But since BlackBerry maker RIM is a home-grown company, we thought it apt to present the top 5 BlackBerry Halloween apps here, on our Canadian blog.


    Check out our top picks for a hauntingly high-tech October 31, complete with real ghosts, game zombies and a prank or two thrown in for good measure.


    1. Haunted Sights for BlackBerry


    ($3.99 or free at the CrackBerry App Store)


    Always wanted to seek out a real haunted dig? The Haunted Sights app for BlackBerry draws on a database of more than 2,000 "confirmed" haunted locations in Canada and the U.S.


    Using Google or BlackBerry Maps, the app offers up paranormal locations ranked for spooky activity, and lets you check out multimedia "evidence" of the ghosts. Happy haunting!



    2. Plants Vs. Zombies for BlackBerry Playbook


    ($2.99)


    PopCap's hit game Plants Vs. Zombies brings the undead to your BlackBerry Playbook for Halloween.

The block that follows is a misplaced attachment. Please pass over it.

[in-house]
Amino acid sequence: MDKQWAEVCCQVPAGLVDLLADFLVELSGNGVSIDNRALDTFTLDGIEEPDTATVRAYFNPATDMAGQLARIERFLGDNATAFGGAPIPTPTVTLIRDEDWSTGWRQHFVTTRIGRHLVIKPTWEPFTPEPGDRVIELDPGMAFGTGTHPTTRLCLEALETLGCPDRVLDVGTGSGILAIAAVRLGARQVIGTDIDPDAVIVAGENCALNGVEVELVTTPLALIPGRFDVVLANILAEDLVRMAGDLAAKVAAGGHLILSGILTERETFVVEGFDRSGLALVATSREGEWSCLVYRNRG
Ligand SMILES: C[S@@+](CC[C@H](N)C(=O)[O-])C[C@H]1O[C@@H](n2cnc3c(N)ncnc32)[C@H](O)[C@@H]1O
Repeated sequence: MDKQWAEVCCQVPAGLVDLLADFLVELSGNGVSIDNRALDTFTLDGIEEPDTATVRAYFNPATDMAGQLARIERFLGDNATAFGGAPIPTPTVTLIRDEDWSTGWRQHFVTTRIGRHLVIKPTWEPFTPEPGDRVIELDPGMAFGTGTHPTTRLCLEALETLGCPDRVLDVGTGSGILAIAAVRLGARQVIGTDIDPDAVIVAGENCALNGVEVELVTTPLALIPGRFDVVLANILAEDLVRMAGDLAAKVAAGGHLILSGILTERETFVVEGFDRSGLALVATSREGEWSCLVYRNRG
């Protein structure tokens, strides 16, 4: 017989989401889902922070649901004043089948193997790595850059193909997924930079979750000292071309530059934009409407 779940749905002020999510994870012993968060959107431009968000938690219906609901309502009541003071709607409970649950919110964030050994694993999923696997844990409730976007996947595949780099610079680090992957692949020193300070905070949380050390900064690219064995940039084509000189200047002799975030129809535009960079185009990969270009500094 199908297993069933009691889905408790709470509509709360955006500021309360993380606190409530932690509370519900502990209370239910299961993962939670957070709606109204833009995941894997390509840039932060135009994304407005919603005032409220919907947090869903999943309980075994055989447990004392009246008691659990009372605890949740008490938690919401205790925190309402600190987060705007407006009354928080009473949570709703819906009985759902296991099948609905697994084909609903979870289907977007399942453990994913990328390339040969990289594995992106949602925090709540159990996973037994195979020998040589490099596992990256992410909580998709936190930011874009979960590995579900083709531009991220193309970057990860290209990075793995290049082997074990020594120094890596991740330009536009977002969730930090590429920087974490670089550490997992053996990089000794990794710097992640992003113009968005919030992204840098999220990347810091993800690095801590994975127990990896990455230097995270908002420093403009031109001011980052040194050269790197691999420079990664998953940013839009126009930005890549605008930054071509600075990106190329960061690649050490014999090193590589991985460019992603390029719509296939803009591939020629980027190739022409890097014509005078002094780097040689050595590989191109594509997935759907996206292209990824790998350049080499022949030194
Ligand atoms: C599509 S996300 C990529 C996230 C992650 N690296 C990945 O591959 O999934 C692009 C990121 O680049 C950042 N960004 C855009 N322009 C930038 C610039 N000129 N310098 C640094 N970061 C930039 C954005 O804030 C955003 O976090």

With its mix of creepy monsters and action/strategy, it's always a pretty solid bet as far as game apps go. But we can think of no better time to have it out with a couple of shuffling corpses than Halloween. Brains!!!


    3. Halloween Arcade for BlackBerry Playbook


    ($1.99)


    Pefect for the larger screen size of your tablet, Halloween Arcade for BlackBerry Playbook brings together 8 different classic arcade-style games in one not-so-scary but very festive app.


    The "pick up and play" type games – which include Haunted House Shoot, Zombie Frenzy, and Pumpkin Up – are pretty involving considering they seem simple off the bat. A great Halloween-themed diversion for the price.


    4. Horror Soundbox Halloween for BlackBerry


    ($0.99)


    If you're a prankster, you'll probably appreciate the appeal of the Horror Soundbox app for BlackBerry.